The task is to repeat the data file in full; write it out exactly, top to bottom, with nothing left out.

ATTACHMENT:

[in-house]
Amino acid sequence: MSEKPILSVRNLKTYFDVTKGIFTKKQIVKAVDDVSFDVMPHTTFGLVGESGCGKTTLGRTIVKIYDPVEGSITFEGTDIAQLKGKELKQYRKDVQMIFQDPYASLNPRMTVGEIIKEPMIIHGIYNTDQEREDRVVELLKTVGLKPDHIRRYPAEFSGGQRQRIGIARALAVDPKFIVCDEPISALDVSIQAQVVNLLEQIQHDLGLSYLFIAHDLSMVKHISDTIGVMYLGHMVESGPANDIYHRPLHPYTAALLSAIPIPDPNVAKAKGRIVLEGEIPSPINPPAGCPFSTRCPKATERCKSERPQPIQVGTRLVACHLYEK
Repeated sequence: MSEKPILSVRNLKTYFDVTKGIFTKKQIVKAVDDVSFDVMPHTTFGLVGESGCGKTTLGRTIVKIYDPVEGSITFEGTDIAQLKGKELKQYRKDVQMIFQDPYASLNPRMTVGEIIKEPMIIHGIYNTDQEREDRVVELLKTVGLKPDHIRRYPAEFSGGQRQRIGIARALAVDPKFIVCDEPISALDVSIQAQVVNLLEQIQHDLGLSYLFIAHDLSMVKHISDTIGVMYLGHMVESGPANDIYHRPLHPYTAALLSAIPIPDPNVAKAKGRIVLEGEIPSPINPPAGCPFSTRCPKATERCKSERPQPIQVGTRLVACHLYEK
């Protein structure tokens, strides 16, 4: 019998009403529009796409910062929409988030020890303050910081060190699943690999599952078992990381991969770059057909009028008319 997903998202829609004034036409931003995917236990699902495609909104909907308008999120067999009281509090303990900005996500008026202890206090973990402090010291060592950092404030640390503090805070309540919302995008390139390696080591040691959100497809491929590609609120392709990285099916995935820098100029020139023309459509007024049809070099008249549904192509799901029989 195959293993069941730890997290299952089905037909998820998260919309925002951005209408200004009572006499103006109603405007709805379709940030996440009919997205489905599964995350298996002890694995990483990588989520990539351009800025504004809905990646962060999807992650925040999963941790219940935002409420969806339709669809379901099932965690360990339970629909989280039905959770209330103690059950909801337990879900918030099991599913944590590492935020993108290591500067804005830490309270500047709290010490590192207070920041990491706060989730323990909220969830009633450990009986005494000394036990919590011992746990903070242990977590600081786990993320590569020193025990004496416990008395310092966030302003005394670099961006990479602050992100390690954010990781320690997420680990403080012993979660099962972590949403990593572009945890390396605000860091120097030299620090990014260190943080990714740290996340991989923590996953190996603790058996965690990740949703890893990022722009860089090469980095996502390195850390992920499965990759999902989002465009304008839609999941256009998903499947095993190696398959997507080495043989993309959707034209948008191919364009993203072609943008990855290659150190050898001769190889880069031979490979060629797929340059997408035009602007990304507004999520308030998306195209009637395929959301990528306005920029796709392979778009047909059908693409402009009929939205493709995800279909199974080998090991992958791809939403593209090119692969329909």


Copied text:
[in-house]
Amino acid sequence: MSEKPILSVRNLKTYFDVTKGIFTKKQIVKAVDDVSFDVMPHTTFGLVGESGCGKTTLGRTIVKIYDPVEGSITFEGTDIAQLKGKELKQYRKDVQMIFQDPYASLNPRMTVGEIIKEPMIIHGIYNTDQEREDRVVELLKTVGLKPDHIRRYPAEFSGGQRQRIGIARALAVDPKFIVCDEPISALDVSIQAQVVNLLEQIQHDLGLSYLFIAHDLSMVKHISDTIGVMYLGHMVESGPANDIYHRPLHPYTAALLSAIPIPDPNVAKAKGRIVLEGEIPSPINPPAGCPFSTRCPKATERCKSERPQPIQVGTRLVACHLYEK
Repeated sequence: MSEKPILSVRNLKTYFDVTKGIFTKKQIVKAVDDVSFDVMPHTTFGLVGESGCGKTTLGRTIVKIYDPVEGSITFEGTDIAQLKGKELKQYRKDVQMIFQDPYASLNPRMTVGEIIKEPMIIHGIYNTDQEREDRVVELLKTVGLKPDHIRRYPAEFSGGQRQRIGIARALAVDPKFIVCDEPISALDVSIQAQVVNLLEQIQHDLGLSYLFIAHDLSMVKHISDTIGVMYLGHMVESGPANDIYHRPLHPYTAALLSAIPIPDPNVAKAKGRIVLEGEIPSPINPPAGCPFSTRCPKATERCKSERPQPIQVGTRLVACHLYEK
């Protein structure tokens, strides 16, 4: 019998009403529009796409910062929409988030020890303050910081060190699943690999599952078992990381991969770059057909009028008319 997903998202829609004034036409931003995917236990699902495609909104909907308008999120067999009281509090303990900005996500008026202890206090973990402090010291060592950092404030640390503090805070309540919302995008390139390696080591040691959100497809491929590609609120392709990285099916995935820098100029020139023309459509007024049809070099008249549904192509799901029989 195959293993069941730890997290299952089905037909998820998260919309925002951005209408200004009572006499103006109603405007709805379709940030996440009919997205489905599964995350298996002890694995990483990588989520990539351009800025504004809905990646962060999807992650925040999963941790219940935002409420969806339709669809379901099932965690360990339970629909989280039905959770209330103690059950909801337990879900918030099991599913944590590492935020993108290591500067804005830490309270500047709290010490590192207070920041990491706060989730323990909220969830009633450990009986005494000394036990919590011992746990903070242990977590600081786990993320590569020193025990004496416990008395310092966030302003005394670099961006990479602050992100390690954010990781320690997420680990403080012993979660099962972590949403990593572009945890390396605000860091120097030299620090990014260190943080990714740290996340991989923590996953190996603790058996965690990740949703890893990022722009860089090469980095996502390195850390992920499965990759999902989002465009304008839609999941256009998903499947095993190696398959997507080495043989993309959707034209948008191919364009993203072609943008990855290659150190050898001769190889880069031979490979060629797929340059997408035009602007990304507004999520308030998306195209009637395929959301990528306005920029796709392979778009047909059908693409402009009929939205493709995800279909199974080998090991992958791809939403593209090119692969329909």